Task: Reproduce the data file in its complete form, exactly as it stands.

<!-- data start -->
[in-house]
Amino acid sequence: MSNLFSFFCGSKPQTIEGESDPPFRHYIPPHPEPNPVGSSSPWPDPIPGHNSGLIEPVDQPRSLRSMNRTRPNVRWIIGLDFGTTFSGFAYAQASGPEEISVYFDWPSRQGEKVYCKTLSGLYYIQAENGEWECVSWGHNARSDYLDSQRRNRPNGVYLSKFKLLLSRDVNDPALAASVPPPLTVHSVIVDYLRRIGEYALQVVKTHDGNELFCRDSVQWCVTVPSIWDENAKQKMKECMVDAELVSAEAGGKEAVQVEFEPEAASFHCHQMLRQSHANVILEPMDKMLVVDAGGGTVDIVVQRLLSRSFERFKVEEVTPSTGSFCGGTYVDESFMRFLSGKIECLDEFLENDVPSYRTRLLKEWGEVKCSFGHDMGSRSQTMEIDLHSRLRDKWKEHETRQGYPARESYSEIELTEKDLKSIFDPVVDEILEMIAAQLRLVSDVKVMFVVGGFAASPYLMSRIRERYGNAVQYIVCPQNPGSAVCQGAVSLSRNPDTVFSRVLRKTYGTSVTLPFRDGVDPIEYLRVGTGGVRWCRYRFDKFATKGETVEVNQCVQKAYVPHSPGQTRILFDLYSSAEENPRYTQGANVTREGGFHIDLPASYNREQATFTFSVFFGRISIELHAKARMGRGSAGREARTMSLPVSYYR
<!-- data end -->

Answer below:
[in-house]
Amino acid sequence: MSNLFSFFCGSKPQTIEGESDPPFRHYIPPHPEPNPVGSSSPWPDPIPGHNSGLIEPVDQPRSLRSMNRTRPNVRWIIGLDFGTTFSGFAYAQASGPEEISVYFDWPSRQGEKVYCKTLSGLYYIQAENGEWECVSWGHNARSDYLDSQRRNRPNGVYLSKFKLLLSRDVNDPALAASVPPPLTVHSVIVDYLRRIGEYALQVVKTHDGNELFCRDSVQWCVTVPSIWDENAKQKMKECMVDAELVSAEAGGKEAVQVEFEPEAASFHCHQMLRQSHANVILEPMDKMLVVDAGGGTVDIVVQRLLSRSFERFKVEEVTPSTGSFCGGTYVDESFMRFLSGKIECLDEFLENDVPSYRTRLLKEWGEVKCSFGHDMGSRSQTMEIDLHSRLRDKWKEHETRQGYPARESYSEIELTEKDLKSIFDPVVDEILEMIAAQLRLVSDVKVMFVVGGFAASPYLMSRIRERYGNAVQYIVCPQNPGSAVCQGAVSLSRNPDTVFSRVLRKTYGTSVTLPFRDGVDPIEYLRVGTGGVRWCRYRFDKFATKGETVEVNQCVQKAYVPHSPGQTRILFDLYSSAEENPRYTQGANVTREGGFHIDLPASYNREQATFTFSVFFGRISIELHAKARMGRGSAGREARTMSLPVSYYR